Intriguing and admirable but ultimately frustrating and confused, Ken Loach's It's A Free World (2007) exhibits some of the same problems that have marred a few of the director's other collaborations with the screenwriter Paul Laverty. The film follows the exploits of Angie (Kierston Wareing), a young woman whom we first meet in Katowice, Poland, where she's working for an agency that recruits workers to the UK. After being unfairly dismissed from this job, Angie returns to London and decides to set up an agency of her own, running it from her kitchen with her friend Rose (Juliet Ellis). Angie's business flourishes, but only as it becomes increasingly dependent upon its exploitation of the immigrants.
There's nothing wrong with the premise; an exploration of the complexities of economic migration to Britain would be very welcome; indeed, Nick Broomfield went some way to providing one in Ghosts (2006), his compelling film about the Morcambe Bay cockling disaster. While It's A Free World never achieves that film's sense of urgency or intensity, a few sequences depicting Angie's interactions and arguments with the workers do find Loach at his observant best. But the film is only satisfying on a moment-to-moment basis; the connections between scenes are often unclear; some sequences seem to relate to scenes that have been edited out; and a late lurch into thriller mode does not distract from the film's increasing incoherence. Wareing gives a compelling enough performance, but it's hard to gauge just how Loach and Laverty feel about the actions of their heroine (exactly what she's up to is sometimes fudged by the structure of the film), or how the viewer is supposed to feel about her, either.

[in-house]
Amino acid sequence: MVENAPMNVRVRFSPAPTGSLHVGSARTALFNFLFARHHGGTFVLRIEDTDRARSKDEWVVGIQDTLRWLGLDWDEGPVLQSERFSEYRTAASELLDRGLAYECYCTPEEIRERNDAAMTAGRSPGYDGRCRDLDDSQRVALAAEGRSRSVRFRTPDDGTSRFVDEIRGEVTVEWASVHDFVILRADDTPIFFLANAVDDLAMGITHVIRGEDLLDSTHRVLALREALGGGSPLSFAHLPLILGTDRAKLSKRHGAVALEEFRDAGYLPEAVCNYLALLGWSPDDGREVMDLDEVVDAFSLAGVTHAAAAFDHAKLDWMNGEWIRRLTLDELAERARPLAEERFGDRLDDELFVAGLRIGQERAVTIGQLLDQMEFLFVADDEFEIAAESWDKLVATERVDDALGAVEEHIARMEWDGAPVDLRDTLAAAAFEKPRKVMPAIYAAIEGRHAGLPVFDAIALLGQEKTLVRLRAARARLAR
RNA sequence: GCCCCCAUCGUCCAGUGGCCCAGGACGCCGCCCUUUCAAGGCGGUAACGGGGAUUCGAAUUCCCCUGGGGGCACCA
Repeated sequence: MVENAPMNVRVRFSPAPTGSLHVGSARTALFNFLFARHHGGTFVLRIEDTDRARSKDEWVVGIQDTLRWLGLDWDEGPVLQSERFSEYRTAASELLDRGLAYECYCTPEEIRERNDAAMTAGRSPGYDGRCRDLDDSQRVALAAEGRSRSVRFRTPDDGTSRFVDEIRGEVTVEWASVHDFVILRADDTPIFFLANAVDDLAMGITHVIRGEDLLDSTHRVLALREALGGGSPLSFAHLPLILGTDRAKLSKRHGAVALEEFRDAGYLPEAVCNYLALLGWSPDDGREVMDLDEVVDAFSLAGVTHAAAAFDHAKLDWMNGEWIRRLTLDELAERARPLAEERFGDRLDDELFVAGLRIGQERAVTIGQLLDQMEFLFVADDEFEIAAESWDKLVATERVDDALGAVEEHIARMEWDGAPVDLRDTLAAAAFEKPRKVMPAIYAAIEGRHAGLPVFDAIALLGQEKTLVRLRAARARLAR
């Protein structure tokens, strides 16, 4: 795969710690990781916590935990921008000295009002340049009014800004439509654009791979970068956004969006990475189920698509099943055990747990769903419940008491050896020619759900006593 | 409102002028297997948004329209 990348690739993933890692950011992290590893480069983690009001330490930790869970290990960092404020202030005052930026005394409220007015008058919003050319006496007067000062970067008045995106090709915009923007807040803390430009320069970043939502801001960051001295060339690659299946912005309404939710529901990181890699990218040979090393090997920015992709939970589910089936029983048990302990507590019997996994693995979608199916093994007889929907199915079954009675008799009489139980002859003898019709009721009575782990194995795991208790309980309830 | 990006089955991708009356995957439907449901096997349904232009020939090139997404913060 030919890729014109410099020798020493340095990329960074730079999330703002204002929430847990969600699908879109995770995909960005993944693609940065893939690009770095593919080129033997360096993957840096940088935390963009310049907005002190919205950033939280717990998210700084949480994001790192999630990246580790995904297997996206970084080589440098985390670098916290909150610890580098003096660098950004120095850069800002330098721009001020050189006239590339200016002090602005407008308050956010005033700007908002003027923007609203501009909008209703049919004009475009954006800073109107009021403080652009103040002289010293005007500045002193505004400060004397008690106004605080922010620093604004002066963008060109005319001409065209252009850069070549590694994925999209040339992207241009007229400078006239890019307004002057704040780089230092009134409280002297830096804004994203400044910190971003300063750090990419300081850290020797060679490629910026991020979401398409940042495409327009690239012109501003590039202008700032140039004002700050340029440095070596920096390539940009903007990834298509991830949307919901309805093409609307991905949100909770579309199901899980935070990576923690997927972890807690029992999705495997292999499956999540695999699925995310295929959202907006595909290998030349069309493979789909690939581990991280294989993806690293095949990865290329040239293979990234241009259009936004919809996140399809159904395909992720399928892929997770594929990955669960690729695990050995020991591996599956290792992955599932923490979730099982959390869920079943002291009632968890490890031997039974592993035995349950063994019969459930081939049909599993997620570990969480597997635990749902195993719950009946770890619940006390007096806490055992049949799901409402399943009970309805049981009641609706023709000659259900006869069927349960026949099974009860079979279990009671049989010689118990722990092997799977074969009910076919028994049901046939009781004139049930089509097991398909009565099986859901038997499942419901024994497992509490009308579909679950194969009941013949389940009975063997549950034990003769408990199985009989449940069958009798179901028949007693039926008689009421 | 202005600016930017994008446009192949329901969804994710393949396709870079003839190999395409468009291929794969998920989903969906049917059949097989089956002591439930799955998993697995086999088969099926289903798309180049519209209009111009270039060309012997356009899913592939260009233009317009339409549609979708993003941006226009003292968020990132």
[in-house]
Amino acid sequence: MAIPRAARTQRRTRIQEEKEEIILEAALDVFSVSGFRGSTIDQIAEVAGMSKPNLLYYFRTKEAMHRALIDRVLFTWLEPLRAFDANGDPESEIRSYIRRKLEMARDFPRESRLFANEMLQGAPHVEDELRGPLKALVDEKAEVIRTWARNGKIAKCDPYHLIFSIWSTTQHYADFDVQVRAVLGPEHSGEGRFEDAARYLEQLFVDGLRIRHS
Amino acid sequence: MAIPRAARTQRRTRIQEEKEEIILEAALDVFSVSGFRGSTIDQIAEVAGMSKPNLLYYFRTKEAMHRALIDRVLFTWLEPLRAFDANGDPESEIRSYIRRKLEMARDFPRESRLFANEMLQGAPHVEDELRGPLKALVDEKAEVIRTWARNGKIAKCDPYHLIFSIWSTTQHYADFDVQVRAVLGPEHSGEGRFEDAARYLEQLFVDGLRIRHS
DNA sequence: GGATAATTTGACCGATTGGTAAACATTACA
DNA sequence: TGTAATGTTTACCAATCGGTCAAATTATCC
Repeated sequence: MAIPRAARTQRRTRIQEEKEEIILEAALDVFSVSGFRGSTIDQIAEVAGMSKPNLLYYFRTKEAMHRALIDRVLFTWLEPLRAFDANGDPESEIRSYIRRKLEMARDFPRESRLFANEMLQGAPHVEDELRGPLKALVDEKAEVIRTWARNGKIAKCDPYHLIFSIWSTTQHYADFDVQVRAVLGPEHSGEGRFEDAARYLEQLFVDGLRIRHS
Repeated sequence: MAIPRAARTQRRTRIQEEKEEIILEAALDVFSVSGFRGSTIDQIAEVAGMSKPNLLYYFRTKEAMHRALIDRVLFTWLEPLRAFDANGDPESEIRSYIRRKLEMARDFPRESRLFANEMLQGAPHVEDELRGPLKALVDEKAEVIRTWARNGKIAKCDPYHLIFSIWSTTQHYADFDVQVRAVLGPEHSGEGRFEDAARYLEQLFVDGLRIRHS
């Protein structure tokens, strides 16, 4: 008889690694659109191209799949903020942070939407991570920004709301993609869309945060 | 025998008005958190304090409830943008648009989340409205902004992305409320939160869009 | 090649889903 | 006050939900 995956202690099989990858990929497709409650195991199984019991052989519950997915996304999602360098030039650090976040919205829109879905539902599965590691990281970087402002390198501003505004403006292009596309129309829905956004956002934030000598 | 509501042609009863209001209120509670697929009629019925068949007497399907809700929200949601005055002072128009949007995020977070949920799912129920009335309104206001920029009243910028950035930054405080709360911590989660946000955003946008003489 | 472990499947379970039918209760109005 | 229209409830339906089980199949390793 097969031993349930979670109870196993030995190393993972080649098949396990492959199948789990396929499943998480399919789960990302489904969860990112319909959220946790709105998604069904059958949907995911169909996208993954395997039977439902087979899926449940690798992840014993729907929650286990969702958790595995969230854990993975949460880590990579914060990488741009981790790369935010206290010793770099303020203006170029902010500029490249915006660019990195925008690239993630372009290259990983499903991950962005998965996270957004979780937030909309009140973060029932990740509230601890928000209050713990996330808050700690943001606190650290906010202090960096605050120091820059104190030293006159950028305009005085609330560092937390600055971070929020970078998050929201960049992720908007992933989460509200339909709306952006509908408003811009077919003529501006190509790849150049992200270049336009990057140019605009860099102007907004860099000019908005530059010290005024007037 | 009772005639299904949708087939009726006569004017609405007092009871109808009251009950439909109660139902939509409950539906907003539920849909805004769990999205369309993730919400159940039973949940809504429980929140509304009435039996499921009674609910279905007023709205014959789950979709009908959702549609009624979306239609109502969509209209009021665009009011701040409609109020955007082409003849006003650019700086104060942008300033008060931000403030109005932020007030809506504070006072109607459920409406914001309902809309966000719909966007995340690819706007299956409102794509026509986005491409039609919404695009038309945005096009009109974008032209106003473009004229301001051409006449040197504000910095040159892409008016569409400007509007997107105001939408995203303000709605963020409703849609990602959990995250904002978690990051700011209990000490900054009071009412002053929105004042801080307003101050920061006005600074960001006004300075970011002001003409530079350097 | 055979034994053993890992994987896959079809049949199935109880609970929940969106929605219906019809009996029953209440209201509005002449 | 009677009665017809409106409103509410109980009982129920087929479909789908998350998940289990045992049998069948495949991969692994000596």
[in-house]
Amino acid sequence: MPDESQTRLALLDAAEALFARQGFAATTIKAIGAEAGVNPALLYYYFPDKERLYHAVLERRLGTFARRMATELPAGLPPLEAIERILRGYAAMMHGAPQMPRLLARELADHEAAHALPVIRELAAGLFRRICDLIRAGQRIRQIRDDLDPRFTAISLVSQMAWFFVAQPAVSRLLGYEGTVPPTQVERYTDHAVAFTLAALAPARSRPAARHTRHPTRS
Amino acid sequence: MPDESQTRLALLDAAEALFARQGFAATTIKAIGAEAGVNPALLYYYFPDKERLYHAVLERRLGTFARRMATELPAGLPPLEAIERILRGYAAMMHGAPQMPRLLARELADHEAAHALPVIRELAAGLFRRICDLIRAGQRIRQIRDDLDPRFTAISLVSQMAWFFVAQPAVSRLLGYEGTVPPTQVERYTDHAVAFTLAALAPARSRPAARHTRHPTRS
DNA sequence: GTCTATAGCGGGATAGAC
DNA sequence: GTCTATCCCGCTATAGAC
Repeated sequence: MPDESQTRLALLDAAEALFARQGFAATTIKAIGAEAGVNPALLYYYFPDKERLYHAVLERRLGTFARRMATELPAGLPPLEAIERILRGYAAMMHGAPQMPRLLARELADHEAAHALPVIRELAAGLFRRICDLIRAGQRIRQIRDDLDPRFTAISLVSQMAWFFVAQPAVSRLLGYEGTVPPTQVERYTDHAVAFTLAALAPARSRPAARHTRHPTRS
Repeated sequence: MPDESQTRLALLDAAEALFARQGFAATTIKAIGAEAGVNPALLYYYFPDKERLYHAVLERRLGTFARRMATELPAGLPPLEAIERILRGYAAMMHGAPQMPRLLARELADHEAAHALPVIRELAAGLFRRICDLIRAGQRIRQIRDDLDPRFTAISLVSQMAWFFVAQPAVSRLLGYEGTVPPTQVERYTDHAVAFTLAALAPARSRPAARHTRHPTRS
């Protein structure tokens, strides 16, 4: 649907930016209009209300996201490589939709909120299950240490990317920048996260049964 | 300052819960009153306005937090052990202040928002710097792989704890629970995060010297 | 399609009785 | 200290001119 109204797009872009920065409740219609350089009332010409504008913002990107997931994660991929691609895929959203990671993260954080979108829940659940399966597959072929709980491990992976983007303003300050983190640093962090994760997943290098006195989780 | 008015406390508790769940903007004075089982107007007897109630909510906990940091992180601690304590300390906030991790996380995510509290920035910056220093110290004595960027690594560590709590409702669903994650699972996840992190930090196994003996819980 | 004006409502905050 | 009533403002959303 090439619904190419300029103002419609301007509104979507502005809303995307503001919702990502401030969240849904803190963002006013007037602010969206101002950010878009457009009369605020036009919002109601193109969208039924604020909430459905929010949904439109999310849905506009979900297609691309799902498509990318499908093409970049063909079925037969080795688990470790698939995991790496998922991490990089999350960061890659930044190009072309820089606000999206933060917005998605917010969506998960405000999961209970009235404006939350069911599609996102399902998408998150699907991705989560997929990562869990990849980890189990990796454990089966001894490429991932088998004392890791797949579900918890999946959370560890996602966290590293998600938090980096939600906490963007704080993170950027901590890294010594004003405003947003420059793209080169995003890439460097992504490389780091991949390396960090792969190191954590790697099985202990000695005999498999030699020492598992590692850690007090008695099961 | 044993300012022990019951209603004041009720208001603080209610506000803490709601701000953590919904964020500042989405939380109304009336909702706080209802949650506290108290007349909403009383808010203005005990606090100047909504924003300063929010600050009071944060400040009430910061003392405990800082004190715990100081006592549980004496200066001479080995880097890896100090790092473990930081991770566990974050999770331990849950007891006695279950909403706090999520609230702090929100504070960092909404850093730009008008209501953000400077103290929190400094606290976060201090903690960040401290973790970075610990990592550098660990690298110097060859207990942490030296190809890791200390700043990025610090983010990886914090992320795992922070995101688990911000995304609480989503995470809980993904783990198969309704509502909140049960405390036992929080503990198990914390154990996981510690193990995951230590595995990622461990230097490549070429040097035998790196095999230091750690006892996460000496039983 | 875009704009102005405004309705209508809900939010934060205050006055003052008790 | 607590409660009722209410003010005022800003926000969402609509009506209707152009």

You can't help but admire Loach for his focus on aspects of British life that most film-makers tend to avoid, but that's not exactly a compensation for the narrative confusions of some of his recent work. Good intentions, sadly, do not a great film make, and It's A Free World offers further proof of that.